First it was country bumpkins in Colorado’s Jefferson County that want to ban cyclists from county roads (or at least have the right to select some roads), now some Iowa ruralites seem to have stuck their head up the same arse.

Radio Iowa is reporting that a group calling itself the “Citizens for Safety Coalition of Iowa” is asking people to sign a petition that asks the legislature to create a ballot initiative for the November 2010 election that would ban bicycles on “farm-to-market” roads. Dan Jones of Van Meter is a spokesperson for the coalition.

Here’s a freakin’ quote for you: “Because of the growth of today’s commerce and agricultural business, shared roadways are no longer safe or practical in today’s society.” Now that’s forward thinking…

In case you’re wondering, “farm-to-market” means non-Interstate highways…basically any highway that connects agricultural and rural areas to towns and cities.  You know, the roads we all like to ride…the ones that so far we’ve had every legal right to ride…the ones that RAGBRAI has used for 37 years for the world’s largest and oldest touring bicycle ride.

If you want to see who to cross off your Christmas list this year, here’s a list of who’s signed the petition.

If you’re a cyclist in Iowa, now’s the time to act.  Call or email your state, county and city elected officials and let them know that you will not support anyone that entertains any legislation banning cyclists from public roads.


  1. kim west on

    we are devoting this sunday’s radio show–from 600 to 700 pm central time–to this guy and his proposal.
    efforts are being made to speak with him, but folks like him don’t see the light of day very often. the guy is
    a gun dealer, too, so that introduces many other conspiratorial side-issues as well.
    listen at or AM1460.

  2. Glenn on

    You know, it’s not that I want to ride on the road with the cars. I would happily ride on a “bike path” if the path went somewhere that I wanted to go. Lets say I want to ride from Cedar Falls to Decorah. Is there a path for that?

    On the subject of licensing? I would pay a license based on weight, just like cars. In Wisconsin, my minivan is $75 a year for license. It weighs about 3800 lbs. So, my road bike should pay a $0.40 license per year. I would be okay with rounding up to a dollar or even two!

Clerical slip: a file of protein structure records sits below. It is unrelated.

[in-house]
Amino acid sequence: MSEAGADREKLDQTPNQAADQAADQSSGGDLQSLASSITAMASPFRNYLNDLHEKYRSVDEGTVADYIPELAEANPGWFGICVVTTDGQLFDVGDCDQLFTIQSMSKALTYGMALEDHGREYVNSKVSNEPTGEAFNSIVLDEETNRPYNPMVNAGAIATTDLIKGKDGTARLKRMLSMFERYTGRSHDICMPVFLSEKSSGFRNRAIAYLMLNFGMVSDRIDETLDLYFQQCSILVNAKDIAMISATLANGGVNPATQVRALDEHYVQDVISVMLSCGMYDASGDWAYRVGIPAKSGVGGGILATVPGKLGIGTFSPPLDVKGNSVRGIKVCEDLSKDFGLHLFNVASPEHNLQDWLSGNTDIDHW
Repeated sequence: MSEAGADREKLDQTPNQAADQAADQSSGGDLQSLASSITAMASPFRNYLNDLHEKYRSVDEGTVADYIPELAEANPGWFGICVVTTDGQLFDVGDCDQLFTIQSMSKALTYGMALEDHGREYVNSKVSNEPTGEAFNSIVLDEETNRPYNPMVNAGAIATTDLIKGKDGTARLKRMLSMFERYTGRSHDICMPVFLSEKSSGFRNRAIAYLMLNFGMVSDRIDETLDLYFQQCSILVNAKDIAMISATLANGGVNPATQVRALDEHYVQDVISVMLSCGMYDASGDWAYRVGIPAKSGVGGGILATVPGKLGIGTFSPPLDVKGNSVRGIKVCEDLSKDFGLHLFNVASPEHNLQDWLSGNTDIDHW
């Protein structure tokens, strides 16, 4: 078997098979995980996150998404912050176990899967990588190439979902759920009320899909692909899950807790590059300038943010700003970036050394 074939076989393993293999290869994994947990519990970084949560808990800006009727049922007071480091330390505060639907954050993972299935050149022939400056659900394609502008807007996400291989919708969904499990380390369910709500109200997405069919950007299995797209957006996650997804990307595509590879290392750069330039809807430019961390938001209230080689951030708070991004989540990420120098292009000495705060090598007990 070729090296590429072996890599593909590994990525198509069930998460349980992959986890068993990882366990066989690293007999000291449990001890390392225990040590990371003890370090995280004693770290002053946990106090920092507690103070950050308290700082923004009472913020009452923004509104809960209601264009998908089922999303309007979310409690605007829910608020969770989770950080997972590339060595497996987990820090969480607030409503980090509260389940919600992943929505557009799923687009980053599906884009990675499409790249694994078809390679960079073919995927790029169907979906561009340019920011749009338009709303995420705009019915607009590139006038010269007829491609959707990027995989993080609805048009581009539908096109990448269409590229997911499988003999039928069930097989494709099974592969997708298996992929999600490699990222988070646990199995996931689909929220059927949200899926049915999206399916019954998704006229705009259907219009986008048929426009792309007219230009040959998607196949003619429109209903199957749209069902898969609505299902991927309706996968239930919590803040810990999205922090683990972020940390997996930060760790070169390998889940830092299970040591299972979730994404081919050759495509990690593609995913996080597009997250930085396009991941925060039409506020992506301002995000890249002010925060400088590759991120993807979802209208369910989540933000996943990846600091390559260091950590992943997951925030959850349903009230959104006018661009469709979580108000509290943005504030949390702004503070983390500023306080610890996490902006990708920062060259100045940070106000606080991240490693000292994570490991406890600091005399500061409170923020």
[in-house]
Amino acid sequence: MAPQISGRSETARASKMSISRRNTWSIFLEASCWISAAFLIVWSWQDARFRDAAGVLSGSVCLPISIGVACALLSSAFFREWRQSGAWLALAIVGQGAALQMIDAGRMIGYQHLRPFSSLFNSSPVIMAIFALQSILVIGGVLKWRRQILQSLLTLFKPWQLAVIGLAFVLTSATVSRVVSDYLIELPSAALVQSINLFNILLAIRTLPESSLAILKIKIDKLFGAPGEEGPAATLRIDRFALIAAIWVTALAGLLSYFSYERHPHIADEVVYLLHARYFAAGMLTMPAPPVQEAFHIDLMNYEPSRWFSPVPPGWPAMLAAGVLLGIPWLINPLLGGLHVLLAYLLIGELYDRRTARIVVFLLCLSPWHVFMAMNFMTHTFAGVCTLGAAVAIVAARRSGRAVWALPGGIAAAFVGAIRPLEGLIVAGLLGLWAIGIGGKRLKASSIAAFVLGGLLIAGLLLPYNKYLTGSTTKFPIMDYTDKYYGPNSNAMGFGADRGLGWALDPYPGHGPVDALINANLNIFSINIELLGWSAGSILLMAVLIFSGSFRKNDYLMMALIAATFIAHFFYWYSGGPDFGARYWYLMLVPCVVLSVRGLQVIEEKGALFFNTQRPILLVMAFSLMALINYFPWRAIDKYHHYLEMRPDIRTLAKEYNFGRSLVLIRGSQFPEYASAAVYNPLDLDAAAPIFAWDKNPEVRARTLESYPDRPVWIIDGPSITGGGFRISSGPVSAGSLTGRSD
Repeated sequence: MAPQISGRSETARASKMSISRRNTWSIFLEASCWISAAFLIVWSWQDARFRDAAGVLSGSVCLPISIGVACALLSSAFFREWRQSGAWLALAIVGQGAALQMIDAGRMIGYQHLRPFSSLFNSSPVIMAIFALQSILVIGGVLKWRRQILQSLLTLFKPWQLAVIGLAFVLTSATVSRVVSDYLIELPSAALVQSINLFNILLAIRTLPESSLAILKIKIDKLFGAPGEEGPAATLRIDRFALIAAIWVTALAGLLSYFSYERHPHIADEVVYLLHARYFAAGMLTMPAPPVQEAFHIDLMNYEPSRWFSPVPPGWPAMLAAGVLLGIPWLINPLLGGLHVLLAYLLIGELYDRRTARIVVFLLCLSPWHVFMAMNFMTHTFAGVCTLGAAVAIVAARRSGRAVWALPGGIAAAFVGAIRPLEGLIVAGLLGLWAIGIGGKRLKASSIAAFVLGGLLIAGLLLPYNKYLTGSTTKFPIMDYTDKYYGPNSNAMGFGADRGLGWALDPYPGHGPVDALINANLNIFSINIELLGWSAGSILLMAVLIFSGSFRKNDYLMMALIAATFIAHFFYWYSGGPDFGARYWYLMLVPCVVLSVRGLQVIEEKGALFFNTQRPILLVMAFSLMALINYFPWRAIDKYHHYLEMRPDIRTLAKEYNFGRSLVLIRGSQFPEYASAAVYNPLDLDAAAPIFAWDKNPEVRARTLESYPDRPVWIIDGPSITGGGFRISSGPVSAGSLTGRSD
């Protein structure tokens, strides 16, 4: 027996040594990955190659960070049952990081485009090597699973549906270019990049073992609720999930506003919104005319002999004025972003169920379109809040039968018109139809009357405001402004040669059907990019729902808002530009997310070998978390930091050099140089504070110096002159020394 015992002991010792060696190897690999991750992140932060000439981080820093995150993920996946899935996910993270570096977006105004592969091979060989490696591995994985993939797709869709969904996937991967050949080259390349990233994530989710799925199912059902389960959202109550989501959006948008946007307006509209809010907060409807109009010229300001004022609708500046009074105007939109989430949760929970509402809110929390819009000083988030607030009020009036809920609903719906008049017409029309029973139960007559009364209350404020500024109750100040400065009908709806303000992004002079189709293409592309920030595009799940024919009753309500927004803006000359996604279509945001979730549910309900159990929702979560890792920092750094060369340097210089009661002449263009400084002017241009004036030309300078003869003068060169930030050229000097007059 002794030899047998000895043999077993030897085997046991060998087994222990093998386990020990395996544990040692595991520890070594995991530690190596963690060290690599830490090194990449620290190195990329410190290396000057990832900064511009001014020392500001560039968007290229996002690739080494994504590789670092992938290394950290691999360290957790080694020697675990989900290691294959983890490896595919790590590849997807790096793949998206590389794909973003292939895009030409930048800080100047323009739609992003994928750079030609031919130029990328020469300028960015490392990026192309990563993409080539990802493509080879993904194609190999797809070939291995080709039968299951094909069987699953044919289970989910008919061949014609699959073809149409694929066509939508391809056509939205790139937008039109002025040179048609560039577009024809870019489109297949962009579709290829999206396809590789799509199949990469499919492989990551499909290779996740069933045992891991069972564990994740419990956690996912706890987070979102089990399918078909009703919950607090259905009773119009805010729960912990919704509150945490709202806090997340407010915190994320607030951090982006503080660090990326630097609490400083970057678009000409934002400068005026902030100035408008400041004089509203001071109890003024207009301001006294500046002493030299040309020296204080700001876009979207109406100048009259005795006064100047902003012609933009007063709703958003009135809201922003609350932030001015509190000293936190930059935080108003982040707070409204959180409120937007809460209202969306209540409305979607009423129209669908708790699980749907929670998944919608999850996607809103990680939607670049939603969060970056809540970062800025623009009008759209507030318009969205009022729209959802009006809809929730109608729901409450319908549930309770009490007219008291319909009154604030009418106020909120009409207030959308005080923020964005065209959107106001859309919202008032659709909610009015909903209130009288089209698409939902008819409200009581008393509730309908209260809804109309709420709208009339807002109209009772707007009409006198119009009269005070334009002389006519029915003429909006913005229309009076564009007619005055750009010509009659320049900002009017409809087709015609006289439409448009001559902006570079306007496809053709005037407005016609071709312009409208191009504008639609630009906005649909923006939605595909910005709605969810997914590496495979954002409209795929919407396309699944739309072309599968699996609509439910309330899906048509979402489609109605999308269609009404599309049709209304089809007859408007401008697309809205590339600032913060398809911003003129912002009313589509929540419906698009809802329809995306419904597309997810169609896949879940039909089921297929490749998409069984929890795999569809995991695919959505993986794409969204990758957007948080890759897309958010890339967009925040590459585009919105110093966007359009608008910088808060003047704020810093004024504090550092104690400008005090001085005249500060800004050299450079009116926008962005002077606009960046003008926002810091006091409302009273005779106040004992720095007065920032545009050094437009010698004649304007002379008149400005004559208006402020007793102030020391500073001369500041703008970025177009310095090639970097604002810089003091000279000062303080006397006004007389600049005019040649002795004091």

Finally, if this group is truly concerned about health and safety, why aren’t they going after the fast food industry? I’m sure that obesity kills more people in a year than cars. But, I don’t think this is about safety, it’s about their convenience.

  3. Jeff Sovich on

    By Federal law, states, counties, and municipalities are required to make federally funded roadways, except interstate highways, accessible to bicyclists and pedestrians. So these proposed bans would be in violation if they include any federally funded non-interstate facilities.

    Also most states define bicycles as legal road vehicles in their vehicular code, although a few specify that bicyclists must ride in bike lanes, sidewalks, or off-street paved trails where they are present. So again there’s a good chance that these proposed bans would run afoul of pre-existing legislation from a higher authority.

  4. Dave on

    The common complaint I read from the pro petitiion crowd was that cyclists were not following the rules of the road & not respecting other road users. I understand we as cyclists have a legislated Right to the road, but unfortunately also a Duty to observe the law & acknowledge the Rights of others. Too often group rides take on a mob mentality & occupy more of the road than that is their entitlement .(please let’s learn to ride in single or double pacelines – it is a skill that distinguishes us AS CYCLIISTS!).

    Discretion will help assure us access to safe road use and minimize these bizzare legilative efforts.


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